An employee speaks on a mobile phone as she eats her lunch at the cafeteria in the Infosys campus in the southern Indian city of Bangalore September 23, 2014.Reuters

In what could be major disappointment for millions of jobs-seekers in the country, India's top five IT firms trimmed their hiring numbers by 25 percent to 77,365 people in 2015 as the result of their aggressive automation strategies, according to a brokerage firm.

The combined new job offers made by India's top five IT majors — Tata Consultancy Service (TCS), Infosys, Wipro, HCL Technologies and Cognizant — fell by 38 percent to 28,182 in the Oct-Dec quarter, compared to the corresponding period in the previous year.

"Vendors are focusing on automation, and 2015-16 will be an inflection point. We see rapid scope for vendors expanding automation owing to competitive pressure," Business Standard quoted Centrum Broking as saying in a report.

The fall in hiring suggests the companies are fast shifting to a new business model where artificial intelligence is deployed to perform "repeatable tasks", replacing thousands of employees to write software code.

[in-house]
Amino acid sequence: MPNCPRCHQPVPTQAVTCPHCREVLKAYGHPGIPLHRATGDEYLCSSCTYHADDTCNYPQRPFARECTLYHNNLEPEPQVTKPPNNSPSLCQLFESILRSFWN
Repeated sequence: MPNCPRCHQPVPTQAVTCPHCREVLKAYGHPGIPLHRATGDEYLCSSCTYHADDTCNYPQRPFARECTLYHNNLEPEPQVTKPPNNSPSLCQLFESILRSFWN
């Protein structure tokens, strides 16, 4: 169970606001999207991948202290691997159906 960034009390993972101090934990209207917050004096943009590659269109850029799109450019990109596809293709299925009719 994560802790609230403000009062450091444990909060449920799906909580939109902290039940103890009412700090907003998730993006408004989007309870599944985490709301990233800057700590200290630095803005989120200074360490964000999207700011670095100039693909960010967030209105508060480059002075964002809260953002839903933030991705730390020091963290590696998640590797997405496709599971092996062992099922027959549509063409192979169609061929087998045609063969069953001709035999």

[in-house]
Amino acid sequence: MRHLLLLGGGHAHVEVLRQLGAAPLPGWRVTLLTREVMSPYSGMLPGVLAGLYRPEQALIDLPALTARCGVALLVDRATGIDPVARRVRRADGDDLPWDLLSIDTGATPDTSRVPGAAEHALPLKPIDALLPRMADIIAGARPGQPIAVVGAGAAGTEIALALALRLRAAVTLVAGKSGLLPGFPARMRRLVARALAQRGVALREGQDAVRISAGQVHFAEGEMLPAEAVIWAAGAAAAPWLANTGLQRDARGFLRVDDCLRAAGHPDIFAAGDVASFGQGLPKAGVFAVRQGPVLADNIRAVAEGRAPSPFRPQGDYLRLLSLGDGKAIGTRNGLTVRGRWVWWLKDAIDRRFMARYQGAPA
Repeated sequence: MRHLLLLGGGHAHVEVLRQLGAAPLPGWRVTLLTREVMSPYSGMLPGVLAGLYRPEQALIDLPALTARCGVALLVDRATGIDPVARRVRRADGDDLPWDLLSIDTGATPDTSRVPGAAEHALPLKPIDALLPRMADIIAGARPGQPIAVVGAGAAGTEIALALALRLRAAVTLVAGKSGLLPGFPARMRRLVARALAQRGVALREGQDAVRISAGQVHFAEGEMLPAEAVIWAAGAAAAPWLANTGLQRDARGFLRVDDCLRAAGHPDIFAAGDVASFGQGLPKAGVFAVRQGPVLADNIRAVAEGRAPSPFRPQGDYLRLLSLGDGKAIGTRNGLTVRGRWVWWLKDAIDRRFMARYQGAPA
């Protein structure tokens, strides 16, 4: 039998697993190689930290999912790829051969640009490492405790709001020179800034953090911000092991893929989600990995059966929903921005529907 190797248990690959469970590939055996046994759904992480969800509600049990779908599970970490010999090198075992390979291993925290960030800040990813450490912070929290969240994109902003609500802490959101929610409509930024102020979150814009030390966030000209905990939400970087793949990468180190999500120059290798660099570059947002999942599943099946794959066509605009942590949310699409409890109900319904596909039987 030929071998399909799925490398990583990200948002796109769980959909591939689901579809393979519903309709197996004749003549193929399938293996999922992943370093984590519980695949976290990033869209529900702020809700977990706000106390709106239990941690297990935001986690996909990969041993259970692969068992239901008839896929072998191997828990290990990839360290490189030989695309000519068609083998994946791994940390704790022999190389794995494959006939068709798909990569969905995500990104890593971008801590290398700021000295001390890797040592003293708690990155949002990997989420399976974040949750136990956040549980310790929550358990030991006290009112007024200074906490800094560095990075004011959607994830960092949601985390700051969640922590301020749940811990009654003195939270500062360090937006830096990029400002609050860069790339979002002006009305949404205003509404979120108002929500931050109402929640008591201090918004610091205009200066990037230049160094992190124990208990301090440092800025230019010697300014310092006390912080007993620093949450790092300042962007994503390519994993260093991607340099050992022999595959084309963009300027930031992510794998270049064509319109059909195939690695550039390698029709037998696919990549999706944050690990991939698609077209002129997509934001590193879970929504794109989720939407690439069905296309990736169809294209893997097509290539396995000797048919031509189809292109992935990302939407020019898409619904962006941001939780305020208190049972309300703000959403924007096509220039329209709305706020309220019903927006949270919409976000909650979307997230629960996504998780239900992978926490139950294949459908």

Earlier this week, Vishal Sikka, CEO of India's second-largest IT firm, Infosys, said the company was fast implementing automation technologies, which would result in a fall in the number of employees on the bench.

The company had said last year it aimed to improve employee productivity by 50 percent in the next five years. The software major had estimated employee productivity to increase to $80,000 by 2020, compared to $52,500.

"The shift to automation is inevitable. There is no doubt it is going to happen. There is no doubt it is already happening. It is not to make the horses run faster and faster, it is to turn the horse-cart into an automobile," Sikka had said.

In April Last year, Wipro's former CEO TK Kurien had said the company's focus on automation would bring down its headcount by nearly a third over the next three years.

"Wipro is moving its automation focus from service desk to application services, which would lead to a reduction of 30 percent of its headcount in the next three years," Kurien said.